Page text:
- Special Reports
- Maps & Data
- 2015 In Review
- Dear Abby
- Games & Puzzles
- Events & Exhibits
- Food & Drink
- Arts & Music
- Movies & TV
Since the season has just changed from summer to autumn I'm not sure if it's still barbecue time, but two things I do know: By the time you read this I will have returned from the Outer Banks of North Carolina where I plan to enjoy some barbecue and, when I get back, there will be some amazing barbecue in New London (see Nibbles below).
I'm taking my favorite barbecue sauce to North Carolina, just in case we are not near good barbecue (I can make chicken or pulled pork there, I'm sure). And this is a keeper of a recipe and will hold in the refrigerator for weeks, even months. In addition, when you are in the mood, it takes no time to make this cole slaw to go with the ribs and chicken.
From "Best Barbecued Pulled Chicken," Cook's Illustrated, July and August, 2005
If you are using this with a pulled chicken or pork sandwich, place the bottom bun on a plate, add meat or fowl, ladle on some sauce, then add the top bun.
1 large onion, peeled and quartered
¼ cup water
1½ cup ketchup
1½ cup apple cider*
3 tablespoons Worcestershire sauce
3 tablespoons Dijon mustard
¼ cup molasses
½ teaspoon ground black pepper
4 tablespoons apple cider vinegar
1 tablespoon vegetable oil
2 medium garlic cloves, minced or pressed through garlic press (2 teaspoons)
1½ tablespoons chili powder
½ teaspoon cayenne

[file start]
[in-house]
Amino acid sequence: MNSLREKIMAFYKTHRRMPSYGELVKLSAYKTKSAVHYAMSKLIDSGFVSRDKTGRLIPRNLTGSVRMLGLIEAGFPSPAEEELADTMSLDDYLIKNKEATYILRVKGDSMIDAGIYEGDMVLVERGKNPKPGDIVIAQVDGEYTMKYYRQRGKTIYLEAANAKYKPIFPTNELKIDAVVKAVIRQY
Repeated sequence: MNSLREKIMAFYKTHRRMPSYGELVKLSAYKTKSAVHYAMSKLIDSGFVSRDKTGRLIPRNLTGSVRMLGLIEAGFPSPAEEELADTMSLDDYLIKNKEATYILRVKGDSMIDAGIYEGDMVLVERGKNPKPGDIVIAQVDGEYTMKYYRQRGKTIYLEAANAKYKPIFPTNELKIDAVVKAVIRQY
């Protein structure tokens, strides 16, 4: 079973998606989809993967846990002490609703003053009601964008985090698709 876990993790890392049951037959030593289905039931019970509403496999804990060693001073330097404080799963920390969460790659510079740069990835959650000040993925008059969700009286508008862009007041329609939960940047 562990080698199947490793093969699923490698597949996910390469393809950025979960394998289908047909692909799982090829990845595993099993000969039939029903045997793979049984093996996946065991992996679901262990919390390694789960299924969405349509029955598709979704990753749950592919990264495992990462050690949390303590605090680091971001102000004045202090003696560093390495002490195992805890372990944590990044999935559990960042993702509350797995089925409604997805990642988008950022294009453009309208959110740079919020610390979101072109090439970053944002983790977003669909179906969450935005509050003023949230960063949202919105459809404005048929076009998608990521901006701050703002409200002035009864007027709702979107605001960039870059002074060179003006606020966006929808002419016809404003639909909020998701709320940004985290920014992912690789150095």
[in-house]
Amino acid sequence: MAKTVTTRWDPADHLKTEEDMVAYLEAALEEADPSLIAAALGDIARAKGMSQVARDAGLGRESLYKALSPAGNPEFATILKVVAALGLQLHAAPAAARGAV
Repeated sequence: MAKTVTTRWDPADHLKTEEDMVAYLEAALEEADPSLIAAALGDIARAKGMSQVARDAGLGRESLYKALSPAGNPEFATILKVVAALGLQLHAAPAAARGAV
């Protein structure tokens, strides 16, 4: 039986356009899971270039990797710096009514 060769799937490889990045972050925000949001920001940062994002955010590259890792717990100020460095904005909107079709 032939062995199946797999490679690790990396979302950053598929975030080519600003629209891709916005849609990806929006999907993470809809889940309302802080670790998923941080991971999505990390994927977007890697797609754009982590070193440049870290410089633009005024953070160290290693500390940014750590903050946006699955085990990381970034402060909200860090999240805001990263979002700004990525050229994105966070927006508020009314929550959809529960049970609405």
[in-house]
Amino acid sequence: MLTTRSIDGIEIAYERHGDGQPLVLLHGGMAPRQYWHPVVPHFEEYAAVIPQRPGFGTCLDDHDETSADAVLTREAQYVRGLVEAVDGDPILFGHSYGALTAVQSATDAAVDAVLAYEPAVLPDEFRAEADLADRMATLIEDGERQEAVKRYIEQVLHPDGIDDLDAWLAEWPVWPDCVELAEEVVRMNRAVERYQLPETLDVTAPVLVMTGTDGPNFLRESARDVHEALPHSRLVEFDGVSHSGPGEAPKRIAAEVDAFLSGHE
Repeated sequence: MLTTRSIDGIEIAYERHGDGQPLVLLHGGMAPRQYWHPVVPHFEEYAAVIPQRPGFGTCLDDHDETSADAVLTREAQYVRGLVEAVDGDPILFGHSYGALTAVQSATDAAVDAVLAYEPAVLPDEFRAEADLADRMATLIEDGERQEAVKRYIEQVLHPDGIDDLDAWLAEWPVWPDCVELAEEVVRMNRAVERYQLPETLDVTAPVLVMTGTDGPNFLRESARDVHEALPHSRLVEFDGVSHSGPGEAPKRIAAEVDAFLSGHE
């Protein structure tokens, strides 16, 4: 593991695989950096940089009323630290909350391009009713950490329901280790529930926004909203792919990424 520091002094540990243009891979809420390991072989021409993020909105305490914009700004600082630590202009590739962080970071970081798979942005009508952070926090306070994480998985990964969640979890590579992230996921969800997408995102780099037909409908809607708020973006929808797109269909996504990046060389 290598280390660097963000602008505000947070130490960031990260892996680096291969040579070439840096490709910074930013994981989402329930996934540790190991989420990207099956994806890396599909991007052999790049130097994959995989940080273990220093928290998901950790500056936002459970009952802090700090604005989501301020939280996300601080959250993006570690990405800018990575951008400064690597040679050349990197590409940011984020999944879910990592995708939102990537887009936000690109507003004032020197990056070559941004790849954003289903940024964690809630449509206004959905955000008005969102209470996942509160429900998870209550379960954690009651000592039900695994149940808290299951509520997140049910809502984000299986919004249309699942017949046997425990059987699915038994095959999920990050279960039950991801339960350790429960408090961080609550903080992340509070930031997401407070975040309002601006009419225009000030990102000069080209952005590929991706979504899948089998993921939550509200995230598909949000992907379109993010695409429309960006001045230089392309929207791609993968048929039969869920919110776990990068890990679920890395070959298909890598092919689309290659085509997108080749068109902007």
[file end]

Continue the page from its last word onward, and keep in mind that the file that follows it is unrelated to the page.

hot pepper sauce, such as Tabasco, to taste or on table
Process onion and water in food processor fitted with steel blade until pureed and mixture resembles slush, about 30 seconds. Pass mixture through fine mesh strainer into liquid measuring cup, pressing on solids with rubber spatula; you should have ¾ cup strained onion puree. Discard solids in strainer.
Whisk onion puree, ketchup, apple cider, Worcestershire sauce, mustard, molasses, pepper and cider vinegar together in medium bowl.
Heat oil in large non-reactive saucepan over medium heat until shimmering; add garlic, chili powder and cayenne and cook until fragrant, about 30 minutes. Stir in ketchup mixture; increase heat to medium-high, bring to a boil, reduce heat to medium-low and simmer, uncovered, until flavors meld and sauce is slightly thickened, about 15 minutes. You should have scant 4 cups sauce.
*I was unable to find apple cider in June; instead I found unsweetened apple juice in the frozen food section and followed instruction on the can.
Zimmy's Cole Slaw
1 cup good store-bought mayonnaise
5½ tablespoons distilled white vinegar
3 tablespoons sugar
1 tablespoons celery seed (optional, but so terrific)
½ teaspoon kosher salt
freshly ground black pepper to taste
about 6 to 8 cups green cabbage, shredded or grated in a food processor*
2 carrots, shredded or grated in food processor*
Using whisk, blend mayonnaise, vinegar, sugar, celery seed, salt and pepper.
Combine cabbage and carrots. Pour dressing over vegetables and stir well. Cover and refrigerate for at least a few hours. I have found that the cole slaw will last for up to two weeks in refrigerator.
Last year I was asked to judge incredibly good barbecue in Norwich, alongside people who really understand great barbecue created by cooks who have won awards all over the world. It was delicious and I was thrilled to participate.
Now it's time for barbecue in New London. From 11 a.m. to 5 p.m. on Sept. 30, the city of New London and the Downtown New London Association will host The Best BBQ Chef Competition at New London's Waterfront Park, where barbecue and grilling enthusiasts from throughout the country will compete for top recognition in the Kansas City Barbeque Society's state championship.